Connecticut city OKs renaming sewage plant for John Oliver

This video frame grab shows John Oliver from his "Last Week Tonight with John Oliver" program on HBO, Sunday, Aug. 30, 2020. On Aug. 22,  Danbury, Conn., Mayor Mark Boughton announced a tongue-in-cheek move posted on his Facebook page to rename Danbury's local sewage treatment plant after Oliver following the comedian's expletive-filled rant about the city. Oliver then offered to donate $55,000 to charity if the city actually followed through with it. On Thursday, Oct. 8, the Danbury City Council voted 18-1 to rename the sewage plant after the comedian. (HBO via AP)
This video frame grab shows John Oliver from his "Last Week Tonight with John Oliver" program on HBO, Sunday, Aug. 30, 2020. On Aug. 22, Danbury, Conn., Mayor Mark Boughton announced a tongue-in-cheek move posted on his Facebook page to rename Danbury's local sewage treatment plant after Oliver following the comedian's expletive-filled rant about the city. Oliver then offered to donate $55,000 to charity if the city actually followed through with it. On Thursday, Oct. 8, the Danbury City Council voted 18-1 to rename the sewage plant after the comedian. (HBO via AP)

It's official. Every time residents of Danbury, Connecticut, flush, they will be sending their special deliveries to the John Oliver Memorial Sewer Plant.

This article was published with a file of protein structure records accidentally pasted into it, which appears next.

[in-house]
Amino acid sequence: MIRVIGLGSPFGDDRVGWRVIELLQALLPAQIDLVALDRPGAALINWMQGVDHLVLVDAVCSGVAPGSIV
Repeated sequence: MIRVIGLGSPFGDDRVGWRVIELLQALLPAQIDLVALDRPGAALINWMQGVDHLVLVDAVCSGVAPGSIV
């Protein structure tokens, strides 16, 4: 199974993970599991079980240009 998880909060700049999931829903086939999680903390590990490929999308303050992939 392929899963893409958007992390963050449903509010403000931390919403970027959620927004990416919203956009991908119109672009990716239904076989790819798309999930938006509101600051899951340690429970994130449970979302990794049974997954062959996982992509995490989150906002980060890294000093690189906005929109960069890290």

The City Council voted 18-1 Thursday night to rename the sewage plant after the comedian, who began a tongue-in-cheek battle with Danbury when he went on an expletive-filled rant against the city on HBO's “Last Week Tonight with John Oliver” in August.

Mayor Mark Boughton didn't waste any time responding on social media. He posted a video of himself at the sewage plant saying the city was going to name it after Oliver.

“Why?” the Republican mayor asked. "Because it’s full of crap just like you, John.”

That drew a delighted response from Oliver, but he went off against the city again because Boughton later said he was just joking.

Oliver upped the stakes on his Aug. 30 show by offering to donate $55,000 to local charities if Danbury actually followed through with renaming the plant.

“I didn’t know that I wanted my name on your (expletive) factory but now that you floated it as an option, it is all that I want,” Oliver said.

Boughton said Friday that the feud has been a good distraction from the coronavirus and other troubles of the times. He also said Oliver's promised donations have helped spur local fundraising efforts for area food banks that could end up collecting a few hundred thousand dollars to feed needy families.